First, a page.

4 Investigates: Problem house in Rio Rancho
RIO RANCHO, N.M. — We all want to feel safe in our homes but one Rio Rancho neighborhood has seen that go out the window, all because of a problem home there.
The city is finally stepping in to address the home that’s causing the issues on Sagebrush Court, but neighbors are skeptical.
Back in February, a fire at the home wasn’t necessarily the start of their problems but was an accelerant for it, as neighbors describe.
“At first, I thought it was a hot air balloon flying over my house because that’s what it sounded like,” neighbor Cathy Corbett said. “Then I started smelling it and I went outside and the flames were just bonkers. It just demolished the house, half of the house.”
Rio Rancho Police Officers asked the homeowners where they would go but the homeowner told them she didn’t know.
“There were definitely people living inside [for months] after the fire,” said John Schaaf, another neighbor who lives near the home.
The fire didn’t deter unwelcome guests, Cathy says. If anything, she believes it invited even more guests and opened the shed behind the home to all sorts of troublesome business that was captured on camera.
At all hours of the day and night, strangers are seen walking through the side yard to the backyard. Over and over, Cathy sees people hopping the fence from one shed to another – some of them even stopping for bathroom breaks in front of her son’s bedroom.
There’s so much traffic that she says her son and grandkids can’t even play outside.
“I was a cop a long time ago,” Shaaf said. “We would have never allowed it in the old days.”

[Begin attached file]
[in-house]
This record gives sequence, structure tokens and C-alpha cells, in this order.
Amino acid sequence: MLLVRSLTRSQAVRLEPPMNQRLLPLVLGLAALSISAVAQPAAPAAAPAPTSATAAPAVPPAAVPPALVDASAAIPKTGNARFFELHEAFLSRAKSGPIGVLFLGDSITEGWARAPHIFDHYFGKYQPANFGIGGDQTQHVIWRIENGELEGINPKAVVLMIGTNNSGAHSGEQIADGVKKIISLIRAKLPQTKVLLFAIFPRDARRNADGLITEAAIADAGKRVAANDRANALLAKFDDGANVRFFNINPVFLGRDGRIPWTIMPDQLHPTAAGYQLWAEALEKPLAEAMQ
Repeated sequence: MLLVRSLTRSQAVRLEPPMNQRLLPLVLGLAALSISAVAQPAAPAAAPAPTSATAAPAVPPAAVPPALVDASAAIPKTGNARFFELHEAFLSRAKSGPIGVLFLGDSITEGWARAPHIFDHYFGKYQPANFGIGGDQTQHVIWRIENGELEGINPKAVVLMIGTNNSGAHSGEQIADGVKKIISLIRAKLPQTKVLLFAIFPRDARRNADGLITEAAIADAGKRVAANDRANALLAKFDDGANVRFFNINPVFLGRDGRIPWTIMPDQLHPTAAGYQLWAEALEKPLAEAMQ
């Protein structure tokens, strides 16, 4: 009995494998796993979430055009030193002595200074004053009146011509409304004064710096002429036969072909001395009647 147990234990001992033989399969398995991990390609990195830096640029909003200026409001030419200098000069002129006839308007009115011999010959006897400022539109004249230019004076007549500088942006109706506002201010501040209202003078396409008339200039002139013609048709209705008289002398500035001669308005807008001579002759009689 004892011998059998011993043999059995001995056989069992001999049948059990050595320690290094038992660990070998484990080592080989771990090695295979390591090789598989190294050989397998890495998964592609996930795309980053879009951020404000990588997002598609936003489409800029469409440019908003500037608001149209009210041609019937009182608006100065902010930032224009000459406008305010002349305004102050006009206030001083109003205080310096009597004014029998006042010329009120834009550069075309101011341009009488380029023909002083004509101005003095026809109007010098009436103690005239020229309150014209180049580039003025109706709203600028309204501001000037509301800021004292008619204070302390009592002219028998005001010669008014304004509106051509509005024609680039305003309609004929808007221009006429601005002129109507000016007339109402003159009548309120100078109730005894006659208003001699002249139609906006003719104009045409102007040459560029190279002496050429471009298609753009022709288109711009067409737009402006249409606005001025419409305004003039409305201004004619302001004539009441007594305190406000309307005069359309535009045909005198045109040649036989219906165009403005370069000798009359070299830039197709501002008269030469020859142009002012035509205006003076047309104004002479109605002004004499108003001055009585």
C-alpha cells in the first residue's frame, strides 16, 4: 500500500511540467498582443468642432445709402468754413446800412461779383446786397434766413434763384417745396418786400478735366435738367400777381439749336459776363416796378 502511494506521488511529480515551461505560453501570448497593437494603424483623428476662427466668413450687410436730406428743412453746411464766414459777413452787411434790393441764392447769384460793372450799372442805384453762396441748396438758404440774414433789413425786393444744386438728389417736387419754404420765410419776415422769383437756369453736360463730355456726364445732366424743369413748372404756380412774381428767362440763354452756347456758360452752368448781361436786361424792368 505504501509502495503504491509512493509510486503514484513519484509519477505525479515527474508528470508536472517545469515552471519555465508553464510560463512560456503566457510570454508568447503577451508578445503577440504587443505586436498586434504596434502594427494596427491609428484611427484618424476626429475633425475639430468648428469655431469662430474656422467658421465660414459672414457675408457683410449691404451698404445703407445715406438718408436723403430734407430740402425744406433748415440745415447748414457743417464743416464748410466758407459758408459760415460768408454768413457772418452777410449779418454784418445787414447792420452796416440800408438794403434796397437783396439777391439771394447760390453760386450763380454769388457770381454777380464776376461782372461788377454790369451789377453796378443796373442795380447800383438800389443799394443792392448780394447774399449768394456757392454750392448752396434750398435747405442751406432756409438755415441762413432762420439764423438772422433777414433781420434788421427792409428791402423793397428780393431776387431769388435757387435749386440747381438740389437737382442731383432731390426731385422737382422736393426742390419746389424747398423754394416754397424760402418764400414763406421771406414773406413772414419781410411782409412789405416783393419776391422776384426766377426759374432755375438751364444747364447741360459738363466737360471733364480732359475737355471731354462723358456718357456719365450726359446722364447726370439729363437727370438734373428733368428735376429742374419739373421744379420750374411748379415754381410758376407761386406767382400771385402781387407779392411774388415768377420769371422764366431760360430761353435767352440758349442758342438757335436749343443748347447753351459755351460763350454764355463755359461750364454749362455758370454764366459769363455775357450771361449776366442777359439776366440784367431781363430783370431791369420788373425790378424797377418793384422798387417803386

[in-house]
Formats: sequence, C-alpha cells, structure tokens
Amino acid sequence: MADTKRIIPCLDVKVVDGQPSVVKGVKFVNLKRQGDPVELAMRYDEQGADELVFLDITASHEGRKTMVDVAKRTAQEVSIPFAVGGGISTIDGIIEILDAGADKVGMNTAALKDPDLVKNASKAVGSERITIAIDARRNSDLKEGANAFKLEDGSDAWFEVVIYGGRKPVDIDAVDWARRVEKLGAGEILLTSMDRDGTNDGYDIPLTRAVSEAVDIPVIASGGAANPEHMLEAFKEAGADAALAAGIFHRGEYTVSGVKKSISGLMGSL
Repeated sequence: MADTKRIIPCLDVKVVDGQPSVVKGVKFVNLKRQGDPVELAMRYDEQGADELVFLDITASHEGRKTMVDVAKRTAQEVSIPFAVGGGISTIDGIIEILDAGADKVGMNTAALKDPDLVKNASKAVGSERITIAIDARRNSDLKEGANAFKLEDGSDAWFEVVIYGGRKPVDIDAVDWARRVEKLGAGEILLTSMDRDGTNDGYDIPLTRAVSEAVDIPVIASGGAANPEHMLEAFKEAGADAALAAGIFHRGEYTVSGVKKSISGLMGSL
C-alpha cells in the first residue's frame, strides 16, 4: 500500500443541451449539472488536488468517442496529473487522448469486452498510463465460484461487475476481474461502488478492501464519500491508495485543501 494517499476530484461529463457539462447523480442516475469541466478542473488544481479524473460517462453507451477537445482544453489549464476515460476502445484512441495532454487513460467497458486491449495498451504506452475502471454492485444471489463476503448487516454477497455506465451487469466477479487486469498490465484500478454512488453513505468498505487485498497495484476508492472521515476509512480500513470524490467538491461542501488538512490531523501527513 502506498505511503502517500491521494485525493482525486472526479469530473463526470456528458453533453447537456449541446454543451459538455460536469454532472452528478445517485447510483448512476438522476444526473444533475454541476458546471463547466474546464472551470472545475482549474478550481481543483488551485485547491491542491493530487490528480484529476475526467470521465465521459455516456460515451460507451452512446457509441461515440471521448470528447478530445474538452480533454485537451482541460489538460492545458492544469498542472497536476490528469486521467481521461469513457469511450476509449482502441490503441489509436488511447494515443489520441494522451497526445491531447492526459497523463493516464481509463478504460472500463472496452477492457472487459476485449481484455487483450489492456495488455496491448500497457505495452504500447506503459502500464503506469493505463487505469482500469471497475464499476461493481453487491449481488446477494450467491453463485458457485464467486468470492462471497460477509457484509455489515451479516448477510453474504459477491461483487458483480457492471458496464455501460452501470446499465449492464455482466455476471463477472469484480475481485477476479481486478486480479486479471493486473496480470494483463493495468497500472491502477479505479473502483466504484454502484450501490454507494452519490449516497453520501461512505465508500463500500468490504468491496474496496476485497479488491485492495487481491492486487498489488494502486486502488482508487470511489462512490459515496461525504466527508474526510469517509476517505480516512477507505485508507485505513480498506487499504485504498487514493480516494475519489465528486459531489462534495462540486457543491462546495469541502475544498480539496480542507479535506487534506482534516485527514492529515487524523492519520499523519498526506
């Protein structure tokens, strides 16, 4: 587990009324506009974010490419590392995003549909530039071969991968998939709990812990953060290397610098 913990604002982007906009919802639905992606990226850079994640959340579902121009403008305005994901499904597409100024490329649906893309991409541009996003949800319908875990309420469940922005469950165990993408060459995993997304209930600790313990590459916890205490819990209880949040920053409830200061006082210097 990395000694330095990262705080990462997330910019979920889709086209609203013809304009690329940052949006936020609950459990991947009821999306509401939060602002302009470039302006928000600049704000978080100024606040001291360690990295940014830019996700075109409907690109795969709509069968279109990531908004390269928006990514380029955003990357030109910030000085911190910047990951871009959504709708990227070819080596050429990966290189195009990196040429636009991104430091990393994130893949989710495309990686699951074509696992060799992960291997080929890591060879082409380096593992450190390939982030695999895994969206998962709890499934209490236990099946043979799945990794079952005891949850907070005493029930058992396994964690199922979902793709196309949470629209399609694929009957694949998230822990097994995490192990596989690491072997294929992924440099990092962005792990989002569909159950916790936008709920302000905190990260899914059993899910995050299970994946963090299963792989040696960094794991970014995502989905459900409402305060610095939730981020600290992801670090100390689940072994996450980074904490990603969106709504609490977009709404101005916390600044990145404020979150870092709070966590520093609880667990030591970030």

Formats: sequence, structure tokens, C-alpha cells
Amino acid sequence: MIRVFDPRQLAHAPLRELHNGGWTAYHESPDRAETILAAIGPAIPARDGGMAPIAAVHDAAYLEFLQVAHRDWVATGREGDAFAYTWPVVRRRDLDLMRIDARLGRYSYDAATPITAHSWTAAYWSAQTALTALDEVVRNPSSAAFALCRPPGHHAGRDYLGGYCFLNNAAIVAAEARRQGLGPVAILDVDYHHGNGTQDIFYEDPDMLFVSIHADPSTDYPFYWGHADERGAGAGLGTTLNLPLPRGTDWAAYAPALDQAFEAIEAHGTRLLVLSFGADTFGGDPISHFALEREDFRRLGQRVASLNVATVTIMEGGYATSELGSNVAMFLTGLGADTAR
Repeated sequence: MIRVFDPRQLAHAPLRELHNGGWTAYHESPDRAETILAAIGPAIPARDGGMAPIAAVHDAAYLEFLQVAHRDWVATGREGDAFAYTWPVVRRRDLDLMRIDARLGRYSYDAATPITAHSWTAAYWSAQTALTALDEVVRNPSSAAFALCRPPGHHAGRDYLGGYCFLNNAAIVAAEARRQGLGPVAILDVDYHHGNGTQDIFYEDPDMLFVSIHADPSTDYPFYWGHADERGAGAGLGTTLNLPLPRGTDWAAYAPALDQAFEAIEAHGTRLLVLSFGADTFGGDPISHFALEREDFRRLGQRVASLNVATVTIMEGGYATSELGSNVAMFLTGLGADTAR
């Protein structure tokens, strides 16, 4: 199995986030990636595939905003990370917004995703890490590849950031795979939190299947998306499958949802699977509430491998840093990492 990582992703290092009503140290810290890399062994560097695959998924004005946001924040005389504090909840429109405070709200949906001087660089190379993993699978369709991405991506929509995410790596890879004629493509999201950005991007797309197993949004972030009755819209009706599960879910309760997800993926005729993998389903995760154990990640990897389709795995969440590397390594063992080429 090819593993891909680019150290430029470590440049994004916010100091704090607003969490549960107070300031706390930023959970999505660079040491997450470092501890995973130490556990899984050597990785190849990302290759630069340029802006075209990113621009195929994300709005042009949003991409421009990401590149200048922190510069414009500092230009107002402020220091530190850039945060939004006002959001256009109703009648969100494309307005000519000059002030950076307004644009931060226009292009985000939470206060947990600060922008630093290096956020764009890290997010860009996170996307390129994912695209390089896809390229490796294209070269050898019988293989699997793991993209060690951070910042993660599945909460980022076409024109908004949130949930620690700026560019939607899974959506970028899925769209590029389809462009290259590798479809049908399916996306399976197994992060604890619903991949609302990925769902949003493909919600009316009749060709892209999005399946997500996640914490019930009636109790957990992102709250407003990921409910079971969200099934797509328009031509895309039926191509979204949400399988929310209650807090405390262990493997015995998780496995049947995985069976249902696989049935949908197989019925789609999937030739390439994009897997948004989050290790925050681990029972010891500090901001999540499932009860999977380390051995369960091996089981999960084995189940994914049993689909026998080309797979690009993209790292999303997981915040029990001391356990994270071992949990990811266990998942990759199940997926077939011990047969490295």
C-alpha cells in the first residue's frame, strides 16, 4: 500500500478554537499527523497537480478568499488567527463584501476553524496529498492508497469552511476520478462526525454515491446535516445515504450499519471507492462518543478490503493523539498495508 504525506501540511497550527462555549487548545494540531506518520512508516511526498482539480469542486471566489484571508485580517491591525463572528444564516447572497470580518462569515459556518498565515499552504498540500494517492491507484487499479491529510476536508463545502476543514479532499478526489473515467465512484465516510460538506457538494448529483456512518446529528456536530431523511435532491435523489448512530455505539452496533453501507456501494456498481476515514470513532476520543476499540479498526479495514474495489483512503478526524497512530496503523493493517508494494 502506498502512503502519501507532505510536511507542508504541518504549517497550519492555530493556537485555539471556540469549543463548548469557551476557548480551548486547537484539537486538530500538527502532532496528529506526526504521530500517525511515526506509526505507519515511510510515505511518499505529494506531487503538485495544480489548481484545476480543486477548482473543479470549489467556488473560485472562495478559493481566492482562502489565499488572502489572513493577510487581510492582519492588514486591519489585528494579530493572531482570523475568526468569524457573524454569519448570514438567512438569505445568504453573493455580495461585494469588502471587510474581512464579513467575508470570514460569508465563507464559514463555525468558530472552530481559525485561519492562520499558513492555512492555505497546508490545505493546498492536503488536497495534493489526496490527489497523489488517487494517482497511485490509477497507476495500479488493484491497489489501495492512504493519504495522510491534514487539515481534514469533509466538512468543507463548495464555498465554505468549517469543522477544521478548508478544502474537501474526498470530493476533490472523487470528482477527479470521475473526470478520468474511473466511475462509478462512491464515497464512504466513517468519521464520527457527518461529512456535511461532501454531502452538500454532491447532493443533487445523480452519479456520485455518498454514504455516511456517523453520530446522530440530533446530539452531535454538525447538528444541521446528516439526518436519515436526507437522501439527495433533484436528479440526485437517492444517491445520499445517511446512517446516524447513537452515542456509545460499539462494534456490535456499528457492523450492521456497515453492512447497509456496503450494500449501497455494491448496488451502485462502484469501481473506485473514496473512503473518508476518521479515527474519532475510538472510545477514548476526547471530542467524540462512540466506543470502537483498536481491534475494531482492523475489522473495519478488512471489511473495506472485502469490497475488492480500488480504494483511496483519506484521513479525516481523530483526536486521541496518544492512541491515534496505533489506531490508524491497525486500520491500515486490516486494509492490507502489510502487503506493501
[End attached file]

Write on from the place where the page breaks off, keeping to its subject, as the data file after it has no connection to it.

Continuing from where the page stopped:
Rio Rancho Mayor Greggory D. Hull says there’s a process for damaged structures and the city can’t just assume ownership.
“I don’t know that they were ‘allowed’ to live there,” Mayor Hull said. “Sometimes, people will vacate the property and we think it’s vacated and they come back in without our knowledge.”
As the neighborhood tried to get something done, it went from bad to worse: In between almost a dozen 911 calls to the police this year, the home caught fire again.
“The structure was red-tagged as unsafe to occupy by city staff on September 14. The property has failed to be secured and cleaned up by the property owner and, since the second fire, the property owner has been unresponsive,” Deputy City Manager Peter Wells said during a governing body meeting in late October.
“I think it needs to be torn down. If the landlord won’t do it, then that’s the job of the government to step in and render things safe,” Schaaf said.
We ran into the property owner in front of her house. She had no clue her home was heading toward demolition.
“As a community, we do try to be somewhat compassionate. In this particular case, somebody lost their home and we don’t know that they had the means,” the mayor said. “Obviously, they didn’t have the means to repair it, fix it and replace it, so we’re at a place now where we have to take action as a community to clean it up and make it safe for the community.”
That’s where it’s headed now. Rio Rancho city councilors have approved a $20,000 budget adjustment to demolish the property and put a lien on it.
Nine months after the first fire, it seems like the only solution neighbors have seen.
While Cathy is hopeful, she said that she’ll believe it when the security camera alerts finally stop ringing.
City officials will start by fencing off the property. The demolition will follow and could take about three weeks.